Q2 ven­ture in­vest­ing slows a tad, but the big mon­ey still flows in­to biotech

Ven­ture in­vest­ing in biotech dur­ing the sec­ond quar­ter slowed some­what from the blis­ter­ing pace set in 2015, but the field still racked up an­oth­er $1.7 bil­lion, eas­i­ly sur­pass­ing the mark for pre­vi­ous years and leav­ing 2016 on track to rich­ly sup­port the big new wave of drug de­vel­op­ers in or near the clin­ic.

That’s the bot­tom line in the tal­ly of ven­ture rounds from the Mon­eyTree Re­port by Price­wa­ter­house­C­oop­ers and the Na­tion­al Ven­ture Cap­i­tal As­so­ci­a­tion, based on da­ta from Thom­son Reuters.

That $1.7 bil­lion marks a dip from Q1, when $1.8 bil­lion was pumped in­to the biotech scene. And it’s down even fur­ther from the $2.1 bil­lion count­ed in a record-set­ting Q2 for 2015, as the IPO boom helped fu­el a ris­ing tide of new in­vest­ments. To give it some per­spec­tive, though, the $3.5 bil­lion for the first half of this year still beats every oth­er H1 on the books at the NVCA, ex­cept for 2015.

These num­bers mark the flow of the life blood of the biotech field. Drug de­vel­op­ment is a pricey, ex­tra­or­di­nar­i­ly risky en­deav­or marked by per­il and promise at every step. Just ask Juno Ther­a­peu­tics. These com­pa­nies al­most all op­er­ate in the red, un­til they ei­ther es­tab­lish a com­mer­cial op­er­a­tion or get bought up, part of the food chain in which Big Phar­ma still com­mands the li­on’s share of the por­tions.

Craig Ven­ter

A cool­er mar­ket on Wall Street for new biotech IPOs may be at least part­ly to blame for the loss of ac­cel­er­a­tion. But a slate of drug de­vel­op­ers, in­clud­ing Kad­mon, is still push­ing their way in. And new funds ap­pear reg­u­lar­ly, with long­time play­ers like Po­laris round­ing up a fresh cache of cash for a new round of port­fo­lio in­vest­ments.

Help­ing out in Q2 were a cou­ple of new megarounds, with Craig Ven­ter’s Hu­man Longevi­ty scor­ing $220 mil­lion from a round led by Il­lu­mi­na, Cel­gene and GE Ven­tures.

We asked the NVCA to pull the top 10 biotech deals for the quar­ter. This is what they pro­vid­ed:


Secretary of health and human services Alex Azar speaking in the Rose Garden at the White House (Photo: AFP)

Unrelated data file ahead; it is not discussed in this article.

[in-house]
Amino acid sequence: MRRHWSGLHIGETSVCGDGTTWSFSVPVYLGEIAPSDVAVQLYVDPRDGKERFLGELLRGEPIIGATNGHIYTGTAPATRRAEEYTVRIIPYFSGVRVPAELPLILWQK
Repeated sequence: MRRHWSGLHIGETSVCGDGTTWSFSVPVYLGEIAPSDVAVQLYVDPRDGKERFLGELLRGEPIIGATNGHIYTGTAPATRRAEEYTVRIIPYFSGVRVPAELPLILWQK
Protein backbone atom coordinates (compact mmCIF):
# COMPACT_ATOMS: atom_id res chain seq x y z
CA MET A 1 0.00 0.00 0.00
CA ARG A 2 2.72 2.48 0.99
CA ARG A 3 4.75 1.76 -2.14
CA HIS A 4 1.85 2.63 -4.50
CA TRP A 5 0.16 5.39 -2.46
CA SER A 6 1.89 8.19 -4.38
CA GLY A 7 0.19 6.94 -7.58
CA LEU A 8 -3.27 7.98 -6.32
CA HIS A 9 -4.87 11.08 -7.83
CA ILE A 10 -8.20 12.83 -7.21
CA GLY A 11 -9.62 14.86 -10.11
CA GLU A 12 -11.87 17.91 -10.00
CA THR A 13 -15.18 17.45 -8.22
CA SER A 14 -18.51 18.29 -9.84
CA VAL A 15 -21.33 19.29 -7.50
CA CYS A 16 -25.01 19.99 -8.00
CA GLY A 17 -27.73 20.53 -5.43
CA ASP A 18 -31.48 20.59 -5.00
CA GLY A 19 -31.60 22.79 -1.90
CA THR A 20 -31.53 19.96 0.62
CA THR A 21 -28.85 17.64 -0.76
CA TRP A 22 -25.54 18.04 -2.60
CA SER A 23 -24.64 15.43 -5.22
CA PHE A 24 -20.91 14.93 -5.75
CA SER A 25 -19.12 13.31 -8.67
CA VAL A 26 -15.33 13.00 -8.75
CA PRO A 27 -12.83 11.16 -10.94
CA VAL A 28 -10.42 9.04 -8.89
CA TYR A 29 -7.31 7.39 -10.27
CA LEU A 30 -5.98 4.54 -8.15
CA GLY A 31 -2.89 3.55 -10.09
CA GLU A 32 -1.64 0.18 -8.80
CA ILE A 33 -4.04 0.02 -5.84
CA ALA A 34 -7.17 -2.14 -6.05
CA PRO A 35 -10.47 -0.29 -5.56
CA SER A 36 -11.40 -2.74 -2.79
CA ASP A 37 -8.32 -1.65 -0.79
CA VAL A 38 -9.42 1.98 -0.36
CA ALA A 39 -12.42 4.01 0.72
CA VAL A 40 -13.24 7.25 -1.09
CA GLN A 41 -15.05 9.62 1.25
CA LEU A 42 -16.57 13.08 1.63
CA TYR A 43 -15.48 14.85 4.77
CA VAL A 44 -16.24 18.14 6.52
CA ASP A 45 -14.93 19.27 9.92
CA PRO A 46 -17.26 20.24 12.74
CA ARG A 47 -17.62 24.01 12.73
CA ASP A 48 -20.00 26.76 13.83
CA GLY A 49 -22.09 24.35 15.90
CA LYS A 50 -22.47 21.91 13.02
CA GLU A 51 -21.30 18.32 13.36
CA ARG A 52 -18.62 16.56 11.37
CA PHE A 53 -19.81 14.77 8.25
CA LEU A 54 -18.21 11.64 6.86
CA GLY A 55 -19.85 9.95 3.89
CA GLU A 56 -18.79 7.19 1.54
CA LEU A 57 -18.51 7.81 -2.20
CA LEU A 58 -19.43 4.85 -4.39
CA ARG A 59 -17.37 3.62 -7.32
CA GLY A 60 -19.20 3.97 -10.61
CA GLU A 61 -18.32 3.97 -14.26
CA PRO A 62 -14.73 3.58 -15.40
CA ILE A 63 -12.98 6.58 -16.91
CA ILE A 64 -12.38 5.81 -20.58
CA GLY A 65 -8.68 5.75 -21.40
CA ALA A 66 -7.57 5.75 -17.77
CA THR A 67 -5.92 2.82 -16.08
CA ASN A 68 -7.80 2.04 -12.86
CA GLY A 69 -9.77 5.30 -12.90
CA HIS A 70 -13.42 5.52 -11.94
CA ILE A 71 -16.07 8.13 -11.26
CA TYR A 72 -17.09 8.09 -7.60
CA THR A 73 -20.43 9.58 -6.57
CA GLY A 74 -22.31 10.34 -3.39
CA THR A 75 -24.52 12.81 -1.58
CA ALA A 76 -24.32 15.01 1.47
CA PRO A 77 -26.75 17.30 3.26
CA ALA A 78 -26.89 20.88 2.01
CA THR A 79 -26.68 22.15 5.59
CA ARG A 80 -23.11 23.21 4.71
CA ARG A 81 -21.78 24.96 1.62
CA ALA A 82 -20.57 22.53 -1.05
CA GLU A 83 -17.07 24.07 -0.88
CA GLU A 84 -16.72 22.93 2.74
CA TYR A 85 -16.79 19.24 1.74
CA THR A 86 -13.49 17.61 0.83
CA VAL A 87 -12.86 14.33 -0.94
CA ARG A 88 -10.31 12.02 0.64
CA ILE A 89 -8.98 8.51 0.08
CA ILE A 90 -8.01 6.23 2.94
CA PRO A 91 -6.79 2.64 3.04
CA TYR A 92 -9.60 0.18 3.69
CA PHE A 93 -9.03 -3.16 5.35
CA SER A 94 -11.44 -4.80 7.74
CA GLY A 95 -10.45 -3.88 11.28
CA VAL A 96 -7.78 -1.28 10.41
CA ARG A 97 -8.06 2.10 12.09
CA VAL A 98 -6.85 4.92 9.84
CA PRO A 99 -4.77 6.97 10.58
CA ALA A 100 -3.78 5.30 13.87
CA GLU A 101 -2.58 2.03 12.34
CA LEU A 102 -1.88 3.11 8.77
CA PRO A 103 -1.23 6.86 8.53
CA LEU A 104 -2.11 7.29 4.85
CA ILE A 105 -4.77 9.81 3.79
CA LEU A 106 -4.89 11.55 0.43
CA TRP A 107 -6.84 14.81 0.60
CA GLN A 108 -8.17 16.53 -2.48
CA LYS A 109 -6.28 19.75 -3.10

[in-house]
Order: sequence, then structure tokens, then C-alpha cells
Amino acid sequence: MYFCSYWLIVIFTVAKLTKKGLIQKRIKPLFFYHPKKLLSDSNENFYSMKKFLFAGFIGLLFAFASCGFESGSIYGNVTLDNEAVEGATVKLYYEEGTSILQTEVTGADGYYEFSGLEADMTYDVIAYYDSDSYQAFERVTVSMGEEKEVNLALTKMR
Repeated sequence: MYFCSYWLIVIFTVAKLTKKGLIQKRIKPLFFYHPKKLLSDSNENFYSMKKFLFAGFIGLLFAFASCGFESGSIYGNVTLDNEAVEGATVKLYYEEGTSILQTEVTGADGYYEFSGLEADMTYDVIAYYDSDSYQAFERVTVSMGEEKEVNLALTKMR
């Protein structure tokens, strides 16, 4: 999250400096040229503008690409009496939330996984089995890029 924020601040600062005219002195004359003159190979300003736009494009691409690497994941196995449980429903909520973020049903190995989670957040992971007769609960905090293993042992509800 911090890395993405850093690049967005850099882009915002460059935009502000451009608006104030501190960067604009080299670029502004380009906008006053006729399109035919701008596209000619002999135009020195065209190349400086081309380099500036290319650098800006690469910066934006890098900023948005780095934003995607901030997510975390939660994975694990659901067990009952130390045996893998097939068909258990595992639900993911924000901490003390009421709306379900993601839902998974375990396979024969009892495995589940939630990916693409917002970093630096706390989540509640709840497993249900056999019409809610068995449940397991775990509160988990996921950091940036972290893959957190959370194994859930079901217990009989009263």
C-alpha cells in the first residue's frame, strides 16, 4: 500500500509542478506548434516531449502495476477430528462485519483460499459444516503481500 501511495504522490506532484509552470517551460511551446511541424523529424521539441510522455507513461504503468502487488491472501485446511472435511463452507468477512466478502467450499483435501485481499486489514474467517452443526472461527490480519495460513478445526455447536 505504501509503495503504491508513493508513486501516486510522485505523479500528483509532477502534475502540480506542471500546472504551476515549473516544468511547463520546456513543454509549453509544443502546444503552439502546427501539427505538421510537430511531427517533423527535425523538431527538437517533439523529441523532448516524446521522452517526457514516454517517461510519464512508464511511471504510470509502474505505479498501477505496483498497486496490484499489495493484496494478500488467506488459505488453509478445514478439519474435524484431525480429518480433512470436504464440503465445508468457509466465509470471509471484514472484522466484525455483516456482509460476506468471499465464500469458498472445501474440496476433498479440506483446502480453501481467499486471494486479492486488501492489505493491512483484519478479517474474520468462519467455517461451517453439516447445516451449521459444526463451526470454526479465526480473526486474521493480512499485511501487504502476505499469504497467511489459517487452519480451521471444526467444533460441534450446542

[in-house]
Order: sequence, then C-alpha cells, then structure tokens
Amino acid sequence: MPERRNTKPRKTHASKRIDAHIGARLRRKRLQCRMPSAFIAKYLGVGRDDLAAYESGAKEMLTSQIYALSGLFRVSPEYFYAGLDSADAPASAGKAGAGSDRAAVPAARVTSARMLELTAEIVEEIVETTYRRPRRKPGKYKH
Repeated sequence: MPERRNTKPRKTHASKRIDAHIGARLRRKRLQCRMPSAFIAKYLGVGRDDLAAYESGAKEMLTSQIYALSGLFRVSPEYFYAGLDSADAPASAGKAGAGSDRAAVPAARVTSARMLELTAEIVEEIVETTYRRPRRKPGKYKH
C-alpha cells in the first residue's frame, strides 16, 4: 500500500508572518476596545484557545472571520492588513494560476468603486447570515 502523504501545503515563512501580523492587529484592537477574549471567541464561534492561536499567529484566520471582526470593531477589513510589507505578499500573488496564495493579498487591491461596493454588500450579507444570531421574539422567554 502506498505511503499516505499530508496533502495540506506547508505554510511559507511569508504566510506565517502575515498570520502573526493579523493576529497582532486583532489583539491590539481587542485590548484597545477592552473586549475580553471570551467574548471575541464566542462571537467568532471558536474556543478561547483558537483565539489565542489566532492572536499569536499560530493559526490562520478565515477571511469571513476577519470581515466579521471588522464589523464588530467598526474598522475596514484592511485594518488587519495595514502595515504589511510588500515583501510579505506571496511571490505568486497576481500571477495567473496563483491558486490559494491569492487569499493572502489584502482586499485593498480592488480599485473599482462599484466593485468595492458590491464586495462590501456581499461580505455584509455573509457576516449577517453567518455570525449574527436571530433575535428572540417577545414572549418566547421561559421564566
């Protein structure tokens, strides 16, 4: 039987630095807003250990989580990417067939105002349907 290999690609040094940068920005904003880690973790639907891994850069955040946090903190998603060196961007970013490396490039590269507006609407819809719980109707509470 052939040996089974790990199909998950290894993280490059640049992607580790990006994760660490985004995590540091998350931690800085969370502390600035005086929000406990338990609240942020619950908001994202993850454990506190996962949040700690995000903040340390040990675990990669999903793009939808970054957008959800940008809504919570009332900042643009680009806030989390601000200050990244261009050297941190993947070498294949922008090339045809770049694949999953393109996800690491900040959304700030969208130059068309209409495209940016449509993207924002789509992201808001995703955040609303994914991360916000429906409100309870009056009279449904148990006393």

Trump’s HHS claims ab­solute au­thor­i­ty over the FDA, clear­ing path to a vac­cine EUA

The top career staff at the FDA has vowed not to let politics overrule science when looking at vaccine data this fall. But Alex Azar, who happens to be their boss’s boss, apparently won’t even give them a chance to stand in the way.

In a new memorandum issued Tuesday last week, the HHS chief stripped the FDA and other health agencies under his purview of their rule making ability, asserting all such power “is reserved to the Secretary.” Sheila Kaplan of the New York Times first obtained and reported the details of the September 15 bulletin.

Samit Hirawat (Bristol Myers Squibb)

Af­ter bruis­ing re­jec­tion, blue­bird and Bris­tol My­ers Squibb land ide-cel pri­or­i­ty re­view. But will it mat­ter for the CVR?

With the clock all but up, the FDA accepted and handed priority review to Bristol Myers Squibb and bluebird bio’s BCMA CAR-T, keeping a narrow window open for Celgene investors to still cash in on the $9 CVR from the $63 billion Celgene merger.

The acceptance comes five months after the two companies weres slammed with a surprise refuse-to-file that threatened to foreclose the CVR entirely. Today’s acceptance sets the FDA decision date for March 27, 2021 – or precisely 4 days before the CVR deadline of March 31. Given the breakthrough designation and strong pivotal data — 81.5% response rate, 35.2% complete response rate — priority review was largely expected.

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Anthony Coyle (Repertoire)

Flag­ship's merged biotech Reper­toire nets ex-Pfiz­er CSO An­tho­ny Coyle as R&D chief

Flagship is building a big-name C-suite at its new, $220 million merged biotech.

Repertoire Immune Medicines, which already boasts former Bioverativ chief John Cox as its CEO, announced yesterday that Anthony Coyle, the former Pfizer CSO and the founding CEO of Pandion, will join as their head of R&D.

“As we progress clinical trials for our multi-clonal T cell candidates in immuno-oncology, Tony’s deep expertise in cellular immunology and novel therapeutic development will help us achieve our vision of creating a new class of transformative medicines for patients,” Cox said in a statement.